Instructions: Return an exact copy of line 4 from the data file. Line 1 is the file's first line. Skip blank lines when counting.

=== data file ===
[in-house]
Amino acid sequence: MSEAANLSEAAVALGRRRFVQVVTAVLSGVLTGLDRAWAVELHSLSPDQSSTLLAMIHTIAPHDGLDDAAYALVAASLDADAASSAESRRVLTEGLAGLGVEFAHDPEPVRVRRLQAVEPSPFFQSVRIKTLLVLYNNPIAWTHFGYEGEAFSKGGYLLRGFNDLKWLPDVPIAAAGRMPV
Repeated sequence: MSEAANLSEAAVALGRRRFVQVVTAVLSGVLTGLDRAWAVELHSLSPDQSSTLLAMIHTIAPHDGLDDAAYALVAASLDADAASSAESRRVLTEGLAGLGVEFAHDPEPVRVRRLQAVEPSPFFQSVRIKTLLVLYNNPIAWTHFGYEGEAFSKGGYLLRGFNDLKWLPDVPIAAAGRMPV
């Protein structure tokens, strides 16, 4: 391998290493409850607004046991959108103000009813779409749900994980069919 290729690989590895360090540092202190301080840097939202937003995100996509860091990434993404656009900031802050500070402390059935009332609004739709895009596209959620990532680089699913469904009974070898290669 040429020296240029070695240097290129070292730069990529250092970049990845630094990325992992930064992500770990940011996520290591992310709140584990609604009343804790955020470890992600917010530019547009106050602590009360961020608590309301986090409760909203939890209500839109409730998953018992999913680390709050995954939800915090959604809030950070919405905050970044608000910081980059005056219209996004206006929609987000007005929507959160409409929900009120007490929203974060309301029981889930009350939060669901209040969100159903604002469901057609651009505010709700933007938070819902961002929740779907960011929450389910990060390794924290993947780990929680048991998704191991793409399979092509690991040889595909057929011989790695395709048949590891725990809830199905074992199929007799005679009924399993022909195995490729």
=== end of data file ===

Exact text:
């Protein structure tokens, strides 16, 4: 391998290493409850607004046991959108103000009813779409749900994980069919 290729690989590895360090540092202190301080840097939202937003995100996509860091990434993404656009900031802050500070402390059935009332609004739709895009596209959620990532680089699913469904009974070898290669 040429020296240029070695240097290129070292730069990529250092970049990845630094990325992992930064992500770990940011996520290591992310709140584990609604009343804790955020470890992600917010530019547009106050602590009360961020608590309301986090409760909203939890209500839109409730998953018992999913680390709050995954939800915090959604809030950070919405905050970044608000910081980059005056219209996004206006929609987000007005929507959160409409929900009120007490929203974060309301029981889930009350939060669901209040969100159903604002469901057609651009505010709700933007938070819902961002929740779907960011929450389910990060390794924290993947780990929680048991998704191991793409399979092509690991040889595909057929011989790695395709048949590891725990809830199905074992199929007799005679009924399993022909195995490729």